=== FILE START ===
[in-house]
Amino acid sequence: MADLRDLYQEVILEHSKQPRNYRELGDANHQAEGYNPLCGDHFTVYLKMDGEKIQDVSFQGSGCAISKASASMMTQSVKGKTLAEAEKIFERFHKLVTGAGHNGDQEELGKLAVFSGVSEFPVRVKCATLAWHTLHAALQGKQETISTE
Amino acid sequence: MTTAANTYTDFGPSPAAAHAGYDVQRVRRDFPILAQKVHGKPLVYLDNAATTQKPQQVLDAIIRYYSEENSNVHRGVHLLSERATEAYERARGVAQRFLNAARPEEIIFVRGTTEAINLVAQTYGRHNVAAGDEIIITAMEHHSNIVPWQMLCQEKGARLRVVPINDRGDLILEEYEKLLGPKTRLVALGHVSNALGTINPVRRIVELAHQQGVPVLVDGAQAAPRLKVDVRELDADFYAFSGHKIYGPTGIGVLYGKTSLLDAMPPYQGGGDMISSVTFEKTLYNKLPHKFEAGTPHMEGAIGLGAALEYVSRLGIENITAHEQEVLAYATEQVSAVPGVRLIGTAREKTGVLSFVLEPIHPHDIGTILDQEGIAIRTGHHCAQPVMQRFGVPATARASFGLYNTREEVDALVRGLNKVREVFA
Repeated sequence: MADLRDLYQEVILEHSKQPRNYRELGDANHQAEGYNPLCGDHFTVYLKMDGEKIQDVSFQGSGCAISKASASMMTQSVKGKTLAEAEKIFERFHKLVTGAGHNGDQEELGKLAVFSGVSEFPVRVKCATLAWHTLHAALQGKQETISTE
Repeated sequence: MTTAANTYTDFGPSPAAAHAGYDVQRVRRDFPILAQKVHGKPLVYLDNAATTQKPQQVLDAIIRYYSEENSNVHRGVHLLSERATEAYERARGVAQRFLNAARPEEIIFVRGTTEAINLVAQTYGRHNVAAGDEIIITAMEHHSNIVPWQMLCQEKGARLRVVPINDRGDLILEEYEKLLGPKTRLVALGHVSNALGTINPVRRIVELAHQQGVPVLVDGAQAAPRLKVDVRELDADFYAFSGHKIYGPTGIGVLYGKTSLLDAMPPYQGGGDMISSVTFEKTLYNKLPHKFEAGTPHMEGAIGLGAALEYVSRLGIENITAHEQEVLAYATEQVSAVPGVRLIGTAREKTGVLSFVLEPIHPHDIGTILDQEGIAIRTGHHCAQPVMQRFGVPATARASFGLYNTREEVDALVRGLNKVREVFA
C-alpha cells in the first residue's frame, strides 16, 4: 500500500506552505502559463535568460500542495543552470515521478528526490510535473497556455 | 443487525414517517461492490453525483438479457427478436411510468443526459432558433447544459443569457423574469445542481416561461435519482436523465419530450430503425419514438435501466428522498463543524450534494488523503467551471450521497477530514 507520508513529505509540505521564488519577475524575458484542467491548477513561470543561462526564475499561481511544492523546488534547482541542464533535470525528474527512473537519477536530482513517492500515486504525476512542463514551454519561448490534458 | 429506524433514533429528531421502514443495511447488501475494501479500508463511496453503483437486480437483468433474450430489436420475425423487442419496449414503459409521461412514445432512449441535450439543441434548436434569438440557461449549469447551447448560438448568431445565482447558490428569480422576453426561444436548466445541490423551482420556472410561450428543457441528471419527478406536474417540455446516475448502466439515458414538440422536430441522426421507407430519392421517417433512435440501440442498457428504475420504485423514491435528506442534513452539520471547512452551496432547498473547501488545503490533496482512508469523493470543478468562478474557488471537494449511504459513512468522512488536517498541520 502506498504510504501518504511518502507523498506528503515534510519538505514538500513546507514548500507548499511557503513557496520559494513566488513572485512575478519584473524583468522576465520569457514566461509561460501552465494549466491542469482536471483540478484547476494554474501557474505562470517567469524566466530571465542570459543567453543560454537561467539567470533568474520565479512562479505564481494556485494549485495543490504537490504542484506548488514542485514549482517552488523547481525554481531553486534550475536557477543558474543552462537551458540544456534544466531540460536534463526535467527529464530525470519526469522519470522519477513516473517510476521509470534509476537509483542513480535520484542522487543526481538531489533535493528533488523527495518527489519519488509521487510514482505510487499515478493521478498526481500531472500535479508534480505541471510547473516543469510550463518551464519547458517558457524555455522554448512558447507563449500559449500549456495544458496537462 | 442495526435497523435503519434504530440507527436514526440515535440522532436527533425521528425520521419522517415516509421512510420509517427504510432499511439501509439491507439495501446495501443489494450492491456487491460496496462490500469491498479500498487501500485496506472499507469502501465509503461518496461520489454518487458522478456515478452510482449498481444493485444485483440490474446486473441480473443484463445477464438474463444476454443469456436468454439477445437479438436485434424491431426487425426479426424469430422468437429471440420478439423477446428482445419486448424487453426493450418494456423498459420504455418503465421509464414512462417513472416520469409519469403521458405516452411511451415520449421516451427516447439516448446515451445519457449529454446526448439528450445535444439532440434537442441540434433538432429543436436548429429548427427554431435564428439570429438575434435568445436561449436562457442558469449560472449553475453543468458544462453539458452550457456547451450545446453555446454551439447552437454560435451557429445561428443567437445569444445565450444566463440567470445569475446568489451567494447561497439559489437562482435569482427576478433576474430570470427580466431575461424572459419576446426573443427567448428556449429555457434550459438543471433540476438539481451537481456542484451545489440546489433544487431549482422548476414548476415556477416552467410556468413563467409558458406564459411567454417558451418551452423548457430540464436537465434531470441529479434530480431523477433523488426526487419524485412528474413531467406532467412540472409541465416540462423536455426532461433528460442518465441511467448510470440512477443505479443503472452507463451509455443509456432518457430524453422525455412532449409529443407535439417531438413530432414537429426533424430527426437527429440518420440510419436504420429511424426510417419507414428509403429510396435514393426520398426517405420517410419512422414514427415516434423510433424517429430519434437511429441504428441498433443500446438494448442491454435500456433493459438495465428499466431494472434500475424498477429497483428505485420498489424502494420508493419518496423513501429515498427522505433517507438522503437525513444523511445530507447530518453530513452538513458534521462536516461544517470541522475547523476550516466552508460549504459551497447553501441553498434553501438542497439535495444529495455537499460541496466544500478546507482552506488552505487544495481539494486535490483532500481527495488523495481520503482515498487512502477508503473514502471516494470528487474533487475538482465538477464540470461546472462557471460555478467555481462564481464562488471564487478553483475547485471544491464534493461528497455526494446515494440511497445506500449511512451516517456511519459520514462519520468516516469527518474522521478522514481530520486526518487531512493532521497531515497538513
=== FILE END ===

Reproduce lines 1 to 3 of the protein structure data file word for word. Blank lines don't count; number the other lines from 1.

[in-house]
Amino acid sequence: MADLRDLYQEVILEHSKQPRNYRELGDANHQAEGYNPLCGDHFTVYLKMDGEKIQDVSFQGSGCAISKASASMMTQSVKGKTLAEAEKIFERFHKLVTGAGHNGDQEELGKLAVFSGVSEFPVRVKCATLAWHTLHAALQGKQETISTE
Amino acid sequence: MTTAANTYTDFGPSPAAAHAGYDVQRVRRDFPILAQKVHGKPLVYLDNAATTQKPQQVLDAIIRYYSEENSNVHRGVHLLSERATEAYERARGVAQRFLNAARPEEIIFVRGTTEAINLVAQTYGRHNVAAGDEIIITAMEHHSNIVPWQMLCQEKGARLRVVPINDRGDLILEEYEKLLGPKTRLVALGHVSNALGTINPVRRIVELAHQQGVPVLVDGAQAAPRLKVDVRELDADFYAFSGHKIYGPTGIGVLYGKTSLLDAMPPYQGGGDMISSVTFEKTLYNKLPHKFEAGTPHMEGAIGLGAALEYVSRLGIENITAHEQEVLAYATEQVSAVPGVRLIGTAREKTGVLSFVLEPIHPHDIGTILDQEGIAIRTGHHCAQPVMQRFGVPATARASFGLYNTREEVDALVRGLNKVREVFA